Lip trills allow you to control your breathing, master the movement of the tongue and warm up your voice.

Video: How to do a lip trill by Vocal Coach Dylan

#5 Practise better breath control

Once you have mastered the singing diction techniques above, practise breath control. Pick your favourite tongue-twister and aim to say it all in one breath. This will help you to control how much air your expel when you speak and sing.

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#6 Clarify your lyrics

From a performance point of view, when singing a song you are, in most cases, telling a story or sharing thoughts with your audience. Therefore it’s vital that you can distinguish the lyrics in order for your listener to understand what the song is about and what the message is – to improve diction.

If the lyrics to a song aren’t clear, then the song becomes meaningless and forgettable and you will lose the audience.

#7 Get a vocal coach 

Vocal coaches can help you to develop better singing diction by incorporating exercises into your voice training that will undo bad habits and start building new ones. Elements of diction that can be worked on with vocal coaches by using appropriate exercises. This will undo bad habits and start building new ones with the correct technique.

Although this may feel difficult at first, with practice you’ll be surprised how quickly the new techniques become second nature to you and therefore vastly improve diction. You’ll find the tone, clarity, range and control also improves as a result of clearer diction.

If you are working with a vocal coach, do make sure you’re clear on the style of singing that is right for you. Good diction is important across all styles. However, for some styles, it is much crisper, for example, Classical and Musical Theatre, whereas in other genres you can get away with less crisp and pronounced diction.

Rules for diction when singing

From the technique side, for some singers words can be slurred, mumbled and very lazy sounding. Here are some golden rules for diction when singing to help you avoid this.

  1. Warm up and include diction exercises. This will train you to get in the habit of shaping your mouth and placing your tongue properly. It will also help warm up all of your muscles needed for singing.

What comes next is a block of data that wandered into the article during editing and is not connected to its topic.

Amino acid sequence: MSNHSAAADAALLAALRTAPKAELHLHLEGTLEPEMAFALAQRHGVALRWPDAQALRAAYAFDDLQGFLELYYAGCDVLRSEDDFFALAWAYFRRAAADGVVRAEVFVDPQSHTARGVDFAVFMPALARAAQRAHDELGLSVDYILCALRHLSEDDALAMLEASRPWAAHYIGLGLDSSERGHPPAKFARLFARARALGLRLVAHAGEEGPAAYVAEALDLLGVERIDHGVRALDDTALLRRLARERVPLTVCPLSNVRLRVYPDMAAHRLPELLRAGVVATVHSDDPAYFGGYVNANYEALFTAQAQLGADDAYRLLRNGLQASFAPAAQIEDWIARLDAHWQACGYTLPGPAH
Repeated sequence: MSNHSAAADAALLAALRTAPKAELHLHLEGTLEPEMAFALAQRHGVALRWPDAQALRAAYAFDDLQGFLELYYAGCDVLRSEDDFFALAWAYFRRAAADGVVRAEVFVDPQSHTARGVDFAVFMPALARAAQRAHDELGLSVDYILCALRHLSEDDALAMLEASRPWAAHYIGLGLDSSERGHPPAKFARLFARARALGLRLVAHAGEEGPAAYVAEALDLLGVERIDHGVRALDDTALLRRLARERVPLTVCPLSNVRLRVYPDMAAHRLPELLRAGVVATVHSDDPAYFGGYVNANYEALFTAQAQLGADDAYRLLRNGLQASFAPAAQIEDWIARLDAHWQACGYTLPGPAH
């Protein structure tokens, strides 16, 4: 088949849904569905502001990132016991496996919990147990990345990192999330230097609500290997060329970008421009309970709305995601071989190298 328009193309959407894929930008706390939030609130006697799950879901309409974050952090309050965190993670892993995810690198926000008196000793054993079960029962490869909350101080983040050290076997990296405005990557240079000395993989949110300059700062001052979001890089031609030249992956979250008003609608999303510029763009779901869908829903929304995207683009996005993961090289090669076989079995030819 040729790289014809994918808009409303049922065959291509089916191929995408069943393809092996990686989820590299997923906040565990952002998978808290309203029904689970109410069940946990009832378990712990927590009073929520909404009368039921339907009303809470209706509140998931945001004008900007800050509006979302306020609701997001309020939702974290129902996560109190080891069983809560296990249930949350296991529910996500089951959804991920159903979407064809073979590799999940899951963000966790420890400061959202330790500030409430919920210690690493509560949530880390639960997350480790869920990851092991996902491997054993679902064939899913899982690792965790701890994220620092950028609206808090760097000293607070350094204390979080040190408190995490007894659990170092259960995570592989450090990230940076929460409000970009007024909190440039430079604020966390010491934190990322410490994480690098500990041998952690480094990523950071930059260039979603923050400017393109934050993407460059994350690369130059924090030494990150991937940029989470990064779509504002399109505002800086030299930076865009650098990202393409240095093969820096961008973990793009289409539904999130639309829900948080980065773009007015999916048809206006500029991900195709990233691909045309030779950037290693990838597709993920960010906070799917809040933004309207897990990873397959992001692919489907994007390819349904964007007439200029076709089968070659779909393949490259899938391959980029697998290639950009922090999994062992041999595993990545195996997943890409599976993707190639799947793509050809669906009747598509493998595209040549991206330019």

2. Watch what you eat and drink before singing. Some food and drink can be good for your voice but there are many that can affect your larynx and your mouth, which will change the way you pronounce your words.
  3. Always record your performances and if you continue to have issues with diction then a good vocal coach should be able to assist in resolving any issues and improve diction.
  4. Avoid tobacco and alcohol, not just for your general health, but for also your singing. They are bad for your voice and tobacco is especially bad for your lungs and breathing.
  5. Practice your lyrics relentlessly. The more intuitive your lyrics are, the less you’ll be focusing on remembering the words. This means you can spend more time focusing on your pronunciation.

The most common causes of poor diction can be all of or any of the following: mouth shape, tongue placement, external muscles around the jaw or internally in the larynx, breathing or style choice.

Singing diction and the way you speak

Improving your singing diction can help you out a lot in real life. Many people have a tendency to rush and mumble their speech. You will find that working on your diction for singing that your speech will also improve. This is great for public speaking and presenting as singing will also give you the confidence to express yourself in front of a crowd.

All of this may feel challenging at first. However, with practice, you’ll be surprised how quickly singing diction will become second nature to you. You’ll find the tone, clarity, range and control also improves as a result of clearer diction.

If you’re working with a vocal coach, make sure you’re clear on the style of singing that’s right for you. Good diction is important across all styles.

Do you struggle with singing diction? What diction techniques do you find most beneficial? Let us know in the comments below.

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Diane Lusk
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Diane Lusk

Adele has a peculiar way of pronouncing her lyrics in her songs,like for instance the word said…she sings it like weird and it sounds like she is saying sayed. Roo Saville sings Can’t stand the rain and its like she is singing cowds instead of clouds..what the hell are these female singers being taught if they are using any kind of vocal coaching?

Alison Weir
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Why do singers in musicals ignore the good advice above and pronounce ‘oo’ as ‘iew’? It’s wrong and it’s distracting.